The StreatReach program was built upon the premise that children most frequently missing are the same children at highest risk of being sexually exploited, drug and gang involved and victims to physical and sexual assault and murder. A rapid and multi-system coordinated response helps to better identify, locate and assist these high-risk victims. With a personalized response, children that are identified as high-risk victims are served as much as possible by the same police officer, CFS worker and outreach worker each time they require service. This facilitates the development of trust-based relationships with the at risk children. Additionally, workers can respond quicker if they become familiar with the locations and habits of high-risk victims when they go missing. Another unique feature of StreetReach is the partnership that has developed with the Canadian Centre for Child Protection (formerly Child Find Manitoba) and local media outlets, whereby police services have regularly been issuing media alerts when the public's assistance is needed to located missing high-risk victims.

The StreatReach program was built upon the premise that children most frequently missing are the same children at highest risk of being sexually exploited, drug and gang involved and victims to physical and sexual assault and murder. A rapid and multi-system coordinated response helps to better identify, locate and assist these high-risk victims. With a personalized response, children that are identified as high-risk victims are served as much as possible by the same police officer, CFS worker and outreach worker each time they require service. This facilitates the development of trust-based relationships with the at risk children. Additionally, workers can respond quicker if they become familiar with the locations and habits of high-risk victims when they go missing. Another unique feature of StreetReach is the partnership that has developed with the Canadian Centre for Child Protection (formerly Child Find Manitoba) and local media outlets, whereby police services have regularly been issuing media alerts when the public's assistance is needed to located missing high-risk victims.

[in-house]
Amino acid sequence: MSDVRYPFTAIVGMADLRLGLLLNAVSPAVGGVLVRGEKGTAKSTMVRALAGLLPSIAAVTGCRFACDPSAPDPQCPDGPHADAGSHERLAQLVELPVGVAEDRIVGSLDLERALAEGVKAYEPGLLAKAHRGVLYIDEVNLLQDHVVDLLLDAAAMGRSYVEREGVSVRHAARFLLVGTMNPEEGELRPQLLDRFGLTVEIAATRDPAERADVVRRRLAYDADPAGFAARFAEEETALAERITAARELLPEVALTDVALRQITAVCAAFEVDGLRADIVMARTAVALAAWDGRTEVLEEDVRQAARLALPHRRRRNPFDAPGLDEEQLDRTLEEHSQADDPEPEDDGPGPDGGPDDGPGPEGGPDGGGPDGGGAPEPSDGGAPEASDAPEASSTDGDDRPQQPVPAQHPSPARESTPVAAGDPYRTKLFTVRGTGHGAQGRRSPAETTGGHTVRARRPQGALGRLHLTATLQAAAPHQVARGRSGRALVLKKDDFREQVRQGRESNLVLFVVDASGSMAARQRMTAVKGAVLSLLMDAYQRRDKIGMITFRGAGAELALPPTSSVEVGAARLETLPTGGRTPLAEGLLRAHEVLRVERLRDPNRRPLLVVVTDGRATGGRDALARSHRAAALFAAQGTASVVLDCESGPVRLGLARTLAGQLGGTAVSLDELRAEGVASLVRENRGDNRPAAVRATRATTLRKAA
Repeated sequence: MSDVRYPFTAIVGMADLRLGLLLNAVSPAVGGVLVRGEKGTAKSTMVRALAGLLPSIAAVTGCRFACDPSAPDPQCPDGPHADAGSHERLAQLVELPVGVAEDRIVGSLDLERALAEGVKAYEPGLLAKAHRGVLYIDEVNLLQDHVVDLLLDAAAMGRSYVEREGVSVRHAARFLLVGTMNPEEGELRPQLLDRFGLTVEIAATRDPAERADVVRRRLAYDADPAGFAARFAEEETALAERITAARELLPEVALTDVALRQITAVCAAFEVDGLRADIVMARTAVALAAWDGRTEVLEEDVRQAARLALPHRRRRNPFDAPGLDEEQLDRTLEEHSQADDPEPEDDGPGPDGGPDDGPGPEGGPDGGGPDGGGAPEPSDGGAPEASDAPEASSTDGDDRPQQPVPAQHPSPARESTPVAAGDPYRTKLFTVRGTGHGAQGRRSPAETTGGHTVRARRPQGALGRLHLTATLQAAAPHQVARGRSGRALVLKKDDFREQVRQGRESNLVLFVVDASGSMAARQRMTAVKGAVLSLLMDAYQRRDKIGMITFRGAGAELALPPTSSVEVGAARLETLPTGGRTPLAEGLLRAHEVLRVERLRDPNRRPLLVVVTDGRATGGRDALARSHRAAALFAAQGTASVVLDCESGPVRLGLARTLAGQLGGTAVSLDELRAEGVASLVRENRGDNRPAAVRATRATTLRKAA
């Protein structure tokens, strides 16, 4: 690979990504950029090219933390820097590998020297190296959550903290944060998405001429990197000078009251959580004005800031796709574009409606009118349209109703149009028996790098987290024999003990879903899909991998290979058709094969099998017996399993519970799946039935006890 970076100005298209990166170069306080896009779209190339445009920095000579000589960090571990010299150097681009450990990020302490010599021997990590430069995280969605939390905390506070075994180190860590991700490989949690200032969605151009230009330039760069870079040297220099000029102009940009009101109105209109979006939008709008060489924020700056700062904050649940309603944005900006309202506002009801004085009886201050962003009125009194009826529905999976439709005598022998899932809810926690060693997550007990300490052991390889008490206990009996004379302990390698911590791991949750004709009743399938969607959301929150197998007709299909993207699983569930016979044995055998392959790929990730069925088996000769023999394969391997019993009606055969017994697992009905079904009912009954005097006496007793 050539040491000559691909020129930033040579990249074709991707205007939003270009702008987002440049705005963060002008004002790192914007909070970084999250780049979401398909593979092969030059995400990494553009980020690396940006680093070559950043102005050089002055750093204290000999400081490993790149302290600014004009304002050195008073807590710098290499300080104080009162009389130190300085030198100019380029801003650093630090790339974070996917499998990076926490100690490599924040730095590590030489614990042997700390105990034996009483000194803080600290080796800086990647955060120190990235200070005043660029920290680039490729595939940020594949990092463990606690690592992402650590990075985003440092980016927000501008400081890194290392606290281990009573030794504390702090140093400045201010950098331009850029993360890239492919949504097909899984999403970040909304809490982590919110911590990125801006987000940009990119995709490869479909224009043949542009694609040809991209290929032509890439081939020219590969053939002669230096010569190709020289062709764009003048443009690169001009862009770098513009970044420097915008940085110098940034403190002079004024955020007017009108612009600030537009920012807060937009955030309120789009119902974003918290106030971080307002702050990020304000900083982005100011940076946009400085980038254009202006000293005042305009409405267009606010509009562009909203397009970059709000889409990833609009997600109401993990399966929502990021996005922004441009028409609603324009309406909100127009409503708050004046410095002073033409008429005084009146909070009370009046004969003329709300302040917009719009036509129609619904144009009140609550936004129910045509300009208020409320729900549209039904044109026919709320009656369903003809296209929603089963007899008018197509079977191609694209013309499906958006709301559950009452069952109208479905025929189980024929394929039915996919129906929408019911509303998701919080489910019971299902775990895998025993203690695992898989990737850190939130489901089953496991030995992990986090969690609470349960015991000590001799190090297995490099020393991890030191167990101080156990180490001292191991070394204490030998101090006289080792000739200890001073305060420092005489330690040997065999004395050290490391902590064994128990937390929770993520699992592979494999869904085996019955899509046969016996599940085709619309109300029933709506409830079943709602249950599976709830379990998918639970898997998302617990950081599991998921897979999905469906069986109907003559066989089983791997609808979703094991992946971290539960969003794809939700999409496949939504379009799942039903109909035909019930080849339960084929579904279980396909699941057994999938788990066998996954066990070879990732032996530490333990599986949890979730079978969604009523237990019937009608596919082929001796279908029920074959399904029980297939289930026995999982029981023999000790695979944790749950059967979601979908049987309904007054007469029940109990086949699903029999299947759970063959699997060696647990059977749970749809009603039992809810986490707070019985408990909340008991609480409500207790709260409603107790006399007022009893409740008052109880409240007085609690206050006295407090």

An initiative announced under Tracia’s Trust, the StreetReach North Team was formed in April 2010 to provide a coordinated and integrated effort between CFS, RCMP and youth-serving organizations in Thompson to:

  • Help prevent high-risk runaway youth from becoming exploited;
  • Help sexually exploited youth who are missing escape further exploitation;
  • Better identify the predators and the drug and prostitution houses where missing high-risk and sexually exploited youth are being harboured and exposed to exploitation.

A community consultation committee was developed to discuss community needs and the Thompson Boys and Girls Club was selected to operate the StreetReach North Program jointly with the RCMP Thompson detachment. A multi-sector advisory committee has been used to help develop the StreetReach North Team and an outreach coordinator has been hired to work in partnership with other outreach services, a designated RCMP officer, and the Sexual Exploitation Northern Regional Team in Thompson.